Roy Boutilier spoke as a formal investigation is underway into the Nova Scotia-built ship's sinking off the coast of North Carolina on Oct. 29.
One crew member died and the captain is still missing.
Boutilier says he was in Florida, visiting his friend and past captain of the Bounty, Hugh Boyd, at the time.
"We were together to watch all that on the television in his home and I tell you, it was quite something. The emotions were absolutely incredible — to watch that beautiful vessel go down, with loss of life, of course, it was shocking," Boutilier told CBC News.
He described the deckhand whose body was recovered from the seas — Claudene Christian, 42 — as a "very lovely girl.
"She was absolutely dedicated to the Bounty," said Boutilier. "It's very sad."
The 16 vessel crew decided to abandon ship after getting caught in 5.5-metre seas about 320 kilometres southeast of Hatteras, N.C.
As crew members scrambled to get to covered life-rafts, three of them — including Christian and captain Robin Walbridge, 63 — were washed overboard. Walbridge has not been seen since and the search for him was called off on Nov. 1.
Boutilier said he doesn't understand why the Bounty was out in the storm and hopes the investigation ordered by the U.S. Coast Guard will provide some answers.
"My original thought, as well as [past] captain Boyd's thought, was, 'What is she doing there?' There's no need of her, we felt, no need of her being in that position she was in.
"There was plenty of warning about that storm. And so we just couldn't fathom it at all," said Boutilier. "Why? Why was she there?"
Fond memories of maiden voyage
Boutilier says memories of the Bounty's maiden voyage from Lunenburg to Tahiti in 1960 are never far from his mind.
He was not originally chosen as part of the crew for the ship, built for the filming of the 1962 movie Mutiny on the Bounty, based on the real 1789 mutiny aboard the HMAV Bounty, led by Fletcher Christian against the ship's captain, William Bligh.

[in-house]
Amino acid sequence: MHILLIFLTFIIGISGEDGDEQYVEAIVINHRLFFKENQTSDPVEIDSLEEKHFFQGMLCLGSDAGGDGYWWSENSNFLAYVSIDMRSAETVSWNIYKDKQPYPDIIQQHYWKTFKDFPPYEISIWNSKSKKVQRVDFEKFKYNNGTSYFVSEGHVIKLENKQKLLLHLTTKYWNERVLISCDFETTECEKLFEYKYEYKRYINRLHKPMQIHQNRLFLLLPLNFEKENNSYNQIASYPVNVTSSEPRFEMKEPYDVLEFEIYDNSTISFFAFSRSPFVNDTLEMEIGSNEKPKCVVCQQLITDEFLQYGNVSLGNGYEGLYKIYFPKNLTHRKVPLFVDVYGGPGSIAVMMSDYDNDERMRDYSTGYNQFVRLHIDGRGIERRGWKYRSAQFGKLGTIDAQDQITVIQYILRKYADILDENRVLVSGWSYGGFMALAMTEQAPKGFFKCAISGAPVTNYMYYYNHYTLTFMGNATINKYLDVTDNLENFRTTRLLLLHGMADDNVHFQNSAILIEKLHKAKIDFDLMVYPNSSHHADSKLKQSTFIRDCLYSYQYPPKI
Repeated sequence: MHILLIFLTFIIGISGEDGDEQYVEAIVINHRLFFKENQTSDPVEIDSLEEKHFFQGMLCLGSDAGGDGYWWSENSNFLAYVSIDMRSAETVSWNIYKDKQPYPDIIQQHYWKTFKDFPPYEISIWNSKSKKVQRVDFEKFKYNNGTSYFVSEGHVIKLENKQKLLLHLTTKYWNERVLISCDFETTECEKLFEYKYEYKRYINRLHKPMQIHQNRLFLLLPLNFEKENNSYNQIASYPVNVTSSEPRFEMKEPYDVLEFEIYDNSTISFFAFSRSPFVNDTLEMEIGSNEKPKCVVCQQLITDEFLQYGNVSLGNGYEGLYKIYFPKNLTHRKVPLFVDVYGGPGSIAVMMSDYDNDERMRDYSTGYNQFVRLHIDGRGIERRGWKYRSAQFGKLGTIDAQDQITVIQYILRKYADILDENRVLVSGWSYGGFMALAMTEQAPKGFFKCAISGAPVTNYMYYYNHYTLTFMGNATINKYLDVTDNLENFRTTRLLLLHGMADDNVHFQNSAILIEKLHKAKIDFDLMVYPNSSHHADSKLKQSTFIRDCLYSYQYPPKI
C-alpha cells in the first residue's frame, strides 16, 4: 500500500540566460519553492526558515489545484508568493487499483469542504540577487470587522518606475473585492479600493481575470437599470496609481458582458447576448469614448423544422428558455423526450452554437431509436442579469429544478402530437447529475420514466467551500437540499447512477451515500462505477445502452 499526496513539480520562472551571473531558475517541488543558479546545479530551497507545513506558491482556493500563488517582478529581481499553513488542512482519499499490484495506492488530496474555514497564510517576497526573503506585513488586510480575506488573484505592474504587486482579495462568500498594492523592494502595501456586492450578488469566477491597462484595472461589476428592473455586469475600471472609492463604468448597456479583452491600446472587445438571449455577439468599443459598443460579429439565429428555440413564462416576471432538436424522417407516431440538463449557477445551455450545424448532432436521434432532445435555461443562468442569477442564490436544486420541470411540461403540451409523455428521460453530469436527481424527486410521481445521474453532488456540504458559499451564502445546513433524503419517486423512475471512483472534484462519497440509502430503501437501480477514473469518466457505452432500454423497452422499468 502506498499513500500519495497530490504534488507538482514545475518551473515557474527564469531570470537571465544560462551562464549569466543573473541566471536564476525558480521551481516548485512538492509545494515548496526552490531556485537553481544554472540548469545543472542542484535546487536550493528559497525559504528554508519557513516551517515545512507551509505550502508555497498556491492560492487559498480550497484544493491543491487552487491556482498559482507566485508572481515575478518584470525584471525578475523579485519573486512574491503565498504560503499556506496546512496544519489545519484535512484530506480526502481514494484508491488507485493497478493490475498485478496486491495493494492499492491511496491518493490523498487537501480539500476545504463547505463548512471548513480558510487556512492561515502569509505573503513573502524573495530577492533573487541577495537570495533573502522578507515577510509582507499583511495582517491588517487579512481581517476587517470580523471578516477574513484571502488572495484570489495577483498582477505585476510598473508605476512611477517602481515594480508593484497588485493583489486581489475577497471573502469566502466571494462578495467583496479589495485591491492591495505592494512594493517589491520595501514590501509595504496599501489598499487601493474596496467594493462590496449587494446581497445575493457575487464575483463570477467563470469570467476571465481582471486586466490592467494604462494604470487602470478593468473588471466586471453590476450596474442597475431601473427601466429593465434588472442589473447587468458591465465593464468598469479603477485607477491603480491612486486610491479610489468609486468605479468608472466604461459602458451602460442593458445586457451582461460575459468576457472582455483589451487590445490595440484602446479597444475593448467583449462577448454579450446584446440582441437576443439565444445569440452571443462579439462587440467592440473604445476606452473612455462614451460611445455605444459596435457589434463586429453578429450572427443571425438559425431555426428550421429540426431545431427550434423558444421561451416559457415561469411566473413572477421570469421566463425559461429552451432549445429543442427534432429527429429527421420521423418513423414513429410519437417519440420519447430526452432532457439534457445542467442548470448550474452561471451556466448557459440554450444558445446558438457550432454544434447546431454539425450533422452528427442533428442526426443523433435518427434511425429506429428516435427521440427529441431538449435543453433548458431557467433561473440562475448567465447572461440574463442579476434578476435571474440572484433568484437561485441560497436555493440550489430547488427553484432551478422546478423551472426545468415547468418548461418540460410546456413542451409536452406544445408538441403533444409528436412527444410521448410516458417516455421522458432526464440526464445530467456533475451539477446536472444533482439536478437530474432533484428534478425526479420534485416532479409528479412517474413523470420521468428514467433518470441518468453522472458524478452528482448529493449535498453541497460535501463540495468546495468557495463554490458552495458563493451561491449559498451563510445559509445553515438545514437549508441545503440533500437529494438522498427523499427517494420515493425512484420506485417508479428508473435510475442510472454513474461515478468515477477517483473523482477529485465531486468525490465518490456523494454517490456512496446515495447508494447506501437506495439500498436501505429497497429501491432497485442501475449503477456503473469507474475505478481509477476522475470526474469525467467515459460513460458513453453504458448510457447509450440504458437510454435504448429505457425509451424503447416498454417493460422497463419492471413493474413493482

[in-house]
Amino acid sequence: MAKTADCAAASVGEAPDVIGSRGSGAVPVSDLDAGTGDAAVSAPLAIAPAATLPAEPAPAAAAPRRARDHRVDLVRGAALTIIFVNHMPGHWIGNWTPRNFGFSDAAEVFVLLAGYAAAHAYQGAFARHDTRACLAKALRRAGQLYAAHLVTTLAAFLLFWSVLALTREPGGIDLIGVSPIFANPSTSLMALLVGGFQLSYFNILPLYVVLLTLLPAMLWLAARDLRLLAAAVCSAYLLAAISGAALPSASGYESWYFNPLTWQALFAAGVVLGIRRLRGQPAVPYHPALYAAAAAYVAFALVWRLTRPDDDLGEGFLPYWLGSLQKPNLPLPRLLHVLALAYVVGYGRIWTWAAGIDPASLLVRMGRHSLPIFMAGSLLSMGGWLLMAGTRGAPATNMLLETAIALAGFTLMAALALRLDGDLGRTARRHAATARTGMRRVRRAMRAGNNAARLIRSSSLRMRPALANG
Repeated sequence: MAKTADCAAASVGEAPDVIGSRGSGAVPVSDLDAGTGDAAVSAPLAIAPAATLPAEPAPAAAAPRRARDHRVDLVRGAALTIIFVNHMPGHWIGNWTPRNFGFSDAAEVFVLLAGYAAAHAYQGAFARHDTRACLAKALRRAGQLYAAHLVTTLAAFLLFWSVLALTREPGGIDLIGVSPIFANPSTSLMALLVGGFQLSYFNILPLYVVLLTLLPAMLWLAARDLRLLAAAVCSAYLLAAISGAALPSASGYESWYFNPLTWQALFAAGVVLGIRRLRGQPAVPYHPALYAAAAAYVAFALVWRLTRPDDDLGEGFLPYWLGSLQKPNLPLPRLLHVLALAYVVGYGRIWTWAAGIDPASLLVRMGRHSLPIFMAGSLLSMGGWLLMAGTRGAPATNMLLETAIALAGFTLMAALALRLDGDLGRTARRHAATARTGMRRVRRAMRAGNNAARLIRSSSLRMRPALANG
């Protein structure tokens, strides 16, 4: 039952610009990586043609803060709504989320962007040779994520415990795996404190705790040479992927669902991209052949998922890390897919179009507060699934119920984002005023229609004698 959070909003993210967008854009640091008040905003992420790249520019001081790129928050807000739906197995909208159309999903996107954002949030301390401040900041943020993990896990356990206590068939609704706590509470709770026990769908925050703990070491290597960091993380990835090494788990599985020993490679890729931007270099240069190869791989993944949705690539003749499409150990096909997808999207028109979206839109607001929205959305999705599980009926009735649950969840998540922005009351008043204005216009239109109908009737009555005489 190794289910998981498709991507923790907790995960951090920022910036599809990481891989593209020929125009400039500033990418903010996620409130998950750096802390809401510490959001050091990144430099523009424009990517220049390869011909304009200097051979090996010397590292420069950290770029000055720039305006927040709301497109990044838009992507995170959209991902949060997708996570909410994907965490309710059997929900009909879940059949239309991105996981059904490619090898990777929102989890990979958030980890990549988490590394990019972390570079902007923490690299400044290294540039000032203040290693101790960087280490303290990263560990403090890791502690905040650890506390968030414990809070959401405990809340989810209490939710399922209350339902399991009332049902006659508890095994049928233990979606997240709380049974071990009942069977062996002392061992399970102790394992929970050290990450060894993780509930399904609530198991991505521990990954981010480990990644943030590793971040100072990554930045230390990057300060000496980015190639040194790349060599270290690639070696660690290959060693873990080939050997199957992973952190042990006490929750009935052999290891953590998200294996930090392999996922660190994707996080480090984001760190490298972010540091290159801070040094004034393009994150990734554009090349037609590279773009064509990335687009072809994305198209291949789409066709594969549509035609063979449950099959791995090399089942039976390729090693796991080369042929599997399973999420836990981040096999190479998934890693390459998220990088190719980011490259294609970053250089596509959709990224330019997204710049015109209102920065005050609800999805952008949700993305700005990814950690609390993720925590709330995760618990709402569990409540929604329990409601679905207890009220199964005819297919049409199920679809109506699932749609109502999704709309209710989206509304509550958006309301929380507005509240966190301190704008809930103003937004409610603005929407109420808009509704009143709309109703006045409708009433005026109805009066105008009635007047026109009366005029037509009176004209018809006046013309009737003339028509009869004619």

But when one of the crew members failed a physical, MGM's Jim Havens called Boutilier and asked if he could set sail with them the following morning.
"I hung up the phone and I just about passed out," Boutilier said with a laugh.
"And I walked up that gangplank and Jim Havens was standing there with his arms crossed. He was a very severe man, and he looked at his watch and he said, 'Welcome aboard son,' and I was 19 years old on my way to Tahiti."
Boutilier spent nine months with the Bounty during the filming, sailing through the Panama Canal and across the South Pacific.
"We met some major storms ourselves actually during those days," he said.
And the Bounty's round hull meant she "bobbed a lot," making Boutilier, who had never been to sea before and had no sea legs, seasick.
'It was a thrill' to sail Bounty
Still, she was "a joy to sail," said Boutilier.
"She was a beautiful, beautiful vessel … and it was just an honour to be able to climb up in that rigging and furl the sails and just be a major part of it. It was a thrill."
Appearing in the film several times in a non-speaking role, and working with the stars, such as the late Marlon Brando, who played 1st Lt. Fletcher Christian, was also a thrill, said Boutilier.
Although Brando was difficult with his superiors, he was charming with "nobodies" like him, he said.
"I brought a picture along of the Bounty under full sail, and I asked him if he would sign it for me and he said, 'Roy, I don't sign anything for anybody.' And I said, 'Oh, OK.' And he said, 'But I'll sign this for you.'"
The late Trevor Howard, who played Captain Bligh, also signed the picture, which Boutilier still has, along with a photo album full of memories.
"I'm 71 years old now and there’s not a day goes by, never a day goes by that I don’t think of the Bounty, and particularly now, of course, because there is no more Bounty, but it’s a huge part of my life and it always will be."
The Bounty has also appeared in Pirates of the Caribbean: Dead Man's Chest starring Johnny Depp.